Budapest Festival Orchestra
Uncategorized October 24, 2013


Iván Fischer needs no introduction. The whole world knows him as a brilliant conductor. As a winner of two conductor’s competitions he has also won places on podiums round the world, and has enjoyed a global reputation for conducting and leading the most finest orchestras. The Budapest Festival Orchestra, which he founded, has been one of the ten best orchestras in the world for many years (

I am not a real music connoisseur, but the Festival Orchestra is one of the orchestras whose music is able to send shivers down my spine and evoke images in my mind. Today I wear a hearing aid (tuned to music) to hear the music, but as long as I am able to listen to it this way, I will always look for Fischer.

I recently learnt that he has already made his first efforts in composing music. Many of his pieces are regularly included in music programmes abroad by the most renowned orchestras. Furthermore, he has already held composer’s evenings in a number of countries. It is typical of the situation in Hungary that he made his debut as a composer in his homeland on the 13th and 14th of this month only.

It is my country’s fault that barely any news was heard about it before or even after the concerts. Because Iván Fischer deserves better than that, since he is one of the standard-bearers of our country’s reputation. And because the performance was not merely good or interesting, but also exciting. Exciting, as both parts of the concert were full of surprises.

The first part was characterised by an international overview of the composer’s profile and his broad knowledge. Instead of providing a complete list, I will only mention three pieces I regarded as the climax of the evening: the Shudh Sarang Sextet was not only able to create an Indian atmosphere, but also used a typical Indian instrument, the table; the Spinoza translations proved to be an extraordinary opportunity for the composer’s daughter to demonstrate her remarkable skill. According to the composer, the piece is “...a chain of free associations in which the words of Glazemaker [who translated the Tractatus Theologico-Politicus into “ancient” Dutch in 1693] provide an opportunity for the playful appearance of various musical forms.” Finally, an extremely exciting piece of the Japanese Noh theatre entitled Tsuchigumo – “a satiric opera performed in six languages” as the composer nicknamed it – which held the audience in awe with its imaginative plot, fitting music as well as the extraordinary dance scene of the protagonist.

The international character of the first part was underlined by an Italian choral work (La Malinconia) performed by Dutch singers and a Gypsy song.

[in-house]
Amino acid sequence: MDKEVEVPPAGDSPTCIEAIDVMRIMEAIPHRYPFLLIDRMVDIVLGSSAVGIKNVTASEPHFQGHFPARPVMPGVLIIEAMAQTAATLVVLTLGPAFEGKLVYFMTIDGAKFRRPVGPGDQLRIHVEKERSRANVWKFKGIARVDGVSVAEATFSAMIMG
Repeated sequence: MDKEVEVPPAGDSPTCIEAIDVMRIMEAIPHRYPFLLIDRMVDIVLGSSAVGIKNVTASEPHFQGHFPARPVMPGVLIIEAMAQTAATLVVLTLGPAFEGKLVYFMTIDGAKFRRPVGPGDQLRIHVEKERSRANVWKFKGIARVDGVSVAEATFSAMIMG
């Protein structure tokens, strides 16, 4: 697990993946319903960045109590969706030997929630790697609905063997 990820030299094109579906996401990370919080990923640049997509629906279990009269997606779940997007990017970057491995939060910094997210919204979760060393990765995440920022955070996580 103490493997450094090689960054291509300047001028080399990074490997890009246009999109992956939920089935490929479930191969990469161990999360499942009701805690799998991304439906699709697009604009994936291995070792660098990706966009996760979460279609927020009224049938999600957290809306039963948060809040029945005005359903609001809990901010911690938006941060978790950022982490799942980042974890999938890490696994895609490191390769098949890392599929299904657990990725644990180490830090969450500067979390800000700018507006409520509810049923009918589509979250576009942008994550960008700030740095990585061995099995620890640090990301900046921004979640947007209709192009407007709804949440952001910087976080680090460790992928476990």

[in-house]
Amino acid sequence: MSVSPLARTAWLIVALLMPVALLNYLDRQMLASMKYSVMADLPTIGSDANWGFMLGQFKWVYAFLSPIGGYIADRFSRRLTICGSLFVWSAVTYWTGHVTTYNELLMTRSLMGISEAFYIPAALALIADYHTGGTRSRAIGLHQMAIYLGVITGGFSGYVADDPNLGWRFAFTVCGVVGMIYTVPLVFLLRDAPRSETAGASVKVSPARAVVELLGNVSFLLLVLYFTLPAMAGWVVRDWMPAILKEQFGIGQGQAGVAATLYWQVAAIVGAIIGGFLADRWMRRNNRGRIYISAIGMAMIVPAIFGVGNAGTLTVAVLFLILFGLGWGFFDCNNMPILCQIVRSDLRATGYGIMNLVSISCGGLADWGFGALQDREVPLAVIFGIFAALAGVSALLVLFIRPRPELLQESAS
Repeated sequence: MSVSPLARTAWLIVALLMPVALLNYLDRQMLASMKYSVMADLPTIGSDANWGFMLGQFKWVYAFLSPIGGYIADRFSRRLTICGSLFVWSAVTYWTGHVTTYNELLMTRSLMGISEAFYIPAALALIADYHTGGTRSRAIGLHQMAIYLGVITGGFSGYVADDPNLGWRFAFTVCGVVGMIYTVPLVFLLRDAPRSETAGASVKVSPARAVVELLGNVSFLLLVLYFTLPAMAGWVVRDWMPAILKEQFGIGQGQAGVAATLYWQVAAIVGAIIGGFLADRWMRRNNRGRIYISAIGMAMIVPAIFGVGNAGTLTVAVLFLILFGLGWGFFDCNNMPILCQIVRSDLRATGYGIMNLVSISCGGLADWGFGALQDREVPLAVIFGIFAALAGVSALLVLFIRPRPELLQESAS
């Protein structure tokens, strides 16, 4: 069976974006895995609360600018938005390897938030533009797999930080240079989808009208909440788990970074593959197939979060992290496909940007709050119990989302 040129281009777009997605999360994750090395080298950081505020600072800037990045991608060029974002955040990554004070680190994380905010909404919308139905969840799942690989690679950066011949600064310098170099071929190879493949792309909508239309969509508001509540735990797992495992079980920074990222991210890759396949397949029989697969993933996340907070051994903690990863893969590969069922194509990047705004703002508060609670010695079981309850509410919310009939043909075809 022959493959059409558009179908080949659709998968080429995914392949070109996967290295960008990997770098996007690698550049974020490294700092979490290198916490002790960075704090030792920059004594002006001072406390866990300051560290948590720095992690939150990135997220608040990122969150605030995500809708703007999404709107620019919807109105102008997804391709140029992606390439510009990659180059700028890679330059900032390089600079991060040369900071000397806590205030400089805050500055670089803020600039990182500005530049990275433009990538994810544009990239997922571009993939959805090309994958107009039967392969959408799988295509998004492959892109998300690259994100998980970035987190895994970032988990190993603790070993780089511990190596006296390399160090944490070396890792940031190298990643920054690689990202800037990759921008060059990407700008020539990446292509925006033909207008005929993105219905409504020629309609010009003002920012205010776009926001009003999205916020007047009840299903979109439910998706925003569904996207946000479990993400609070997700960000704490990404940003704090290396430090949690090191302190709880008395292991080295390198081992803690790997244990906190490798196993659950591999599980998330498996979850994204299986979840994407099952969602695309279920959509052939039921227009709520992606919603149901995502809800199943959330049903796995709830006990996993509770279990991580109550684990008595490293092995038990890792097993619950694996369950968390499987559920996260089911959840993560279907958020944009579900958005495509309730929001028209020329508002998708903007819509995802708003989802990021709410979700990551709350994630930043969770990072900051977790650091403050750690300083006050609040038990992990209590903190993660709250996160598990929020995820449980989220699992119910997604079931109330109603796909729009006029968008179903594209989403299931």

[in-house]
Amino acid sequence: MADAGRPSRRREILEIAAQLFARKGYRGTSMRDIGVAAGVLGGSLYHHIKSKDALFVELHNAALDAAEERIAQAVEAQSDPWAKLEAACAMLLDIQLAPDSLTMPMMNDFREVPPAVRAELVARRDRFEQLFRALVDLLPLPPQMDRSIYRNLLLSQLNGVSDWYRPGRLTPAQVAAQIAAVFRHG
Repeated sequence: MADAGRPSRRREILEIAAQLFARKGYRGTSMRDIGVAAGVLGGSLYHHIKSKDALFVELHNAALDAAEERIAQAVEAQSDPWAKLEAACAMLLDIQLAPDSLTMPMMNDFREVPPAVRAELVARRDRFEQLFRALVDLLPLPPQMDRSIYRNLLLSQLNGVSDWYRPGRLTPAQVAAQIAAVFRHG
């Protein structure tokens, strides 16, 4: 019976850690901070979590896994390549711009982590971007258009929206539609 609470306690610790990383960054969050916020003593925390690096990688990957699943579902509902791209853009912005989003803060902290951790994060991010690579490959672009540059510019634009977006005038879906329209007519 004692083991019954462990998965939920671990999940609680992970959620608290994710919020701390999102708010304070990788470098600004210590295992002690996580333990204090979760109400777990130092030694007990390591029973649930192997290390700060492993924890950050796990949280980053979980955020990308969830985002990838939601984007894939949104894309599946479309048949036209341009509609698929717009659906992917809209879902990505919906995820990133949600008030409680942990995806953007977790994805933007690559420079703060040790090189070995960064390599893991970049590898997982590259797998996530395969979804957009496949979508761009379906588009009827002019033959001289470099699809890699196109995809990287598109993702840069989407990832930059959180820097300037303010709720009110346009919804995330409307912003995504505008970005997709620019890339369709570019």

The second part included the world premiere of a piece published under a unique title: The Red Heifer. Its content is a musical protest against rampant racism. The Tiszaeszlár blood libel has recently been used by one of the Jobbik MPs to incite anti-Semitic hatred.

This made the composer realise the ambition he has had for some twenty years: in the shape of an opera, he has finally exposed the horrible incident to the world. After a lengthy delay, there is no better time than now to stage the piece when the power-hungry guard that rules the country is unable to disband extreme right organisations or to prevent the reincarnation of the Horthy era.

I would sound pompous if I wanted to work out the musical values of the one-act opera. The point is, however, that I was captivated by the content, but I could also enjoy the music. I have heard and read about the shocking barbaric act in question, but it has just struck me now that a little boy could be made a witness and testify against his own father in court. A dreadful sin. And how many horrors like that have been committed by fascists, communists and religious fanatics in their nasty forges since then. If the composition were nothing more than an analysis of this terror, it would still count as a valuable piece.

But it is more than that: it draws attention to anti-Semitism embedded in wider society as well as to the fact that our truly great thinkers – Lajos Kossuth, Károly Eötvös – stood up for the Jewish people with profound conviction. And Krúdy, who was badly shaken by the incident, served as a guide for the composer.

Several prominent artists have stuck up for the composer and acted as co-writers.

It was an unforgettable experience, and will remain so.


Iván Fischer introduced himself as a composer for the first time in his homeland, Hungary. It may sound strange since he is world-famous conductor, and had already presented most of his compositions abroad.

It is not his fault, it is the fault of the unbearable atmosphere in the country. One of the peak events of anti-Semitism, a referral in Parliament to Tiszaeszlár, urged him to compose an opera on the subject of this crazy blood libel (1882).

This opera, in one act, was the second part of his concert on the 13th and 14th of this month. The first part consisted of extremely diverse compositions. I mention only one here, the brilliant Tsuchigumo (The Monstrous Spider) as he calls it: a satirical opera in six languages. Wonderful!

If you have the chance to see any of his performances, do not hesitate.

(And be careful, he sticks to the Hungarian spelling of Iván!)